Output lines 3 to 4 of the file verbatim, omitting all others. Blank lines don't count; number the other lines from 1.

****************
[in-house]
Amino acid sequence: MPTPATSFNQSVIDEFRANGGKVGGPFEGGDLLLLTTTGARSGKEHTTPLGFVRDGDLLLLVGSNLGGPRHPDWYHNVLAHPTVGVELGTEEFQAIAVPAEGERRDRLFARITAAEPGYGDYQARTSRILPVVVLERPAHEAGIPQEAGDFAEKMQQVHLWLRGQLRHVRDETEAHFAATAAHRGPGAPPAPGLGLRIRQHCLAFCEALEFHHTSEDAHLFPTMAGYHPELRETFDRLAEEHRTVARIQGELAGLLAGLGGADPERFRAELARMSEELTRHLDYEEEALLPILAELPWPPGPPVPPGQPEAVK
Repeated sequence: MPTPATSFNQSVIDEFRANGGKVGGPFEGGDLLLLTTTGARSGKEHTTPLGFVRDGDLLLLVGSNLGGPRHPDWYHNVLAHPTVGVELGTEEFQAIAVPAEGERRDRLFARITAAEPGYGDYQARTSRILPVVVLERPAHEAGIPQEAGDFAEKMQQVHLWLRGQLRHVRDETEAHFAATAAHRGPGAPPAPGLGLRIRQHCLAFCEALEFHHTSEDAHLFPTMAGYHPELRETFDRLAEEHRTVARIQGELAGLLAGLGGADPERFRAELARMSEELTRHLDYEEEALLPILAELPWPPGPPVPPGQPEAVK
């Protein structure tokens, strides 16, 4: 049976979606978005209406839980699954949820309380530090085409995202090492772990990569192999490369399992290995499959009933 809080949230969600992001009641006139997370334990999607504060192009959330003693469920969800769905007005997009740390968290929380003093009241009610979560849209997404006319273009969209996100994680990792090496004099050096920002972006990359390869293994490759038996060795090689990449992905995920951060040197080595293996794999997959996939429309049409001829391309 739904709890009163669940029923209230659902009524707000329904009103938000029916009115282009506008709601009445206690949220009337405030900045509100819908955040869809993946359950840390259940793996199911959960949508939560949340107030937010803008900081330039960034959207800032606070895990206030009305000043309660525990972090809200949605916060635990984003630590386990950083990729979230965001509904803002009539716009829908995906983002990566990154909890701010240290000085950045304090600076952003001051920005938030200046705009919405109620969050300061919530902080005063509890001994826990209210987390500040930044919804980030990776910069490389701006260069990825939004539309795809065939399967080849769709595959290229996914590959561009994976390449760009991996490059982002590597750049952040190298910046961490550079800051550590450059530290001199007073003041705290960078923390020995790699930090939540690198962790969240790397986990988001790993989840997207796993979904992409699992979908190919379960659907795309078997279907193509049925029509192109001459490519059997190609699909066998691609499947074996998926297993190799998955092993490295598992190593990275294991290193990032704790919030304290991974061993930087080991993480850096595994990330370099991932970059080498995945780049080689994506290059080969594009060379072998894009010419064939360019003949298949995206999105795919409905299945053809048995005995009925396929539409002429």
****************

Repeated sequence: MPTPATSFNQSVIDEFRANGGKVGGPFEGGDLLLLTTTGARSGKEHTTPLGFVRDGDLLLLVGSNLGGPRHPDWYHNVLAHPTVGVELGTEEFQAIAVPAEGERRDRLFARITAAEPGYGDYQARTSRILPVVVLERPAHEAGIPQEAGDFAEKMQQVHLWLRGQLRHVRDETEAHFAATAAHRGPGAPPAPGLGLRIRQHCLAFCEALEFHHTSEDAHLFPTMAGYHPELRETFDRLAEEHRTVARIQGELAGLLAGLGGADPERFRAELARMSEELTRHLDYEEEALLPILAELPWPPGPPVPPGQPEAVK
């Protein structure tokens, strides 16, 4: 049976979606978005209406839980699954949820309380530090085409995202090492772990990569192999490369399992290995499959009933 809080949230969600992001009641006139997370334990999607504060192009959330003693469920969800769905007005997009740390968290929380003093009241009610979560849209997404006319273009969209996100994680990792090496004099050096920002972006990359390869293994490759038996060795090689990449992905995920951060040197080595293996794999997959996939429309049409001829391309 739904709890009163669940029923209230659902009524707000329904009103938000029916009115282009506008709601009445206690949220009337405030900045509100819908955040869809993946359950840390259940793996199911959960949508939560949340107030937010803008900081330039960034959207800032606070895990206030009305000043309660525990972090809200949605916060635990984003630590386990950083990729979230965001509904803002009539716009829908995906983002990566990154909890701010240290000085950045304090600076952003001051920005938030200046705009919405109620969050300061919530902080005063509890001994826990209210987390500040930044919804980030990776910069490389701006260069990825939004539309795809065939399967080849769709595959290229996914590959561009994976390449760009991996490059982002590597750049952040190298910046961490550079800051550590450059530290001199007073003041705290960078923390020995790699930090939540690198962790969240790397986990988001790993989840997207796993979904992409699992979908190919379960659907795309078997279907193509049925029509192109001459490519059997190609699909066998691609499947074996998926297993190799998955092993490295598992190593990275294991290193990032704790919030304290991974061993930087080991993480850096595994990330370099991932970059080498995945780049080689994506290059080969594009060379072998894009010419064939360019003949298949995206999105795919409905299945053809048995005995009925396929539409002429």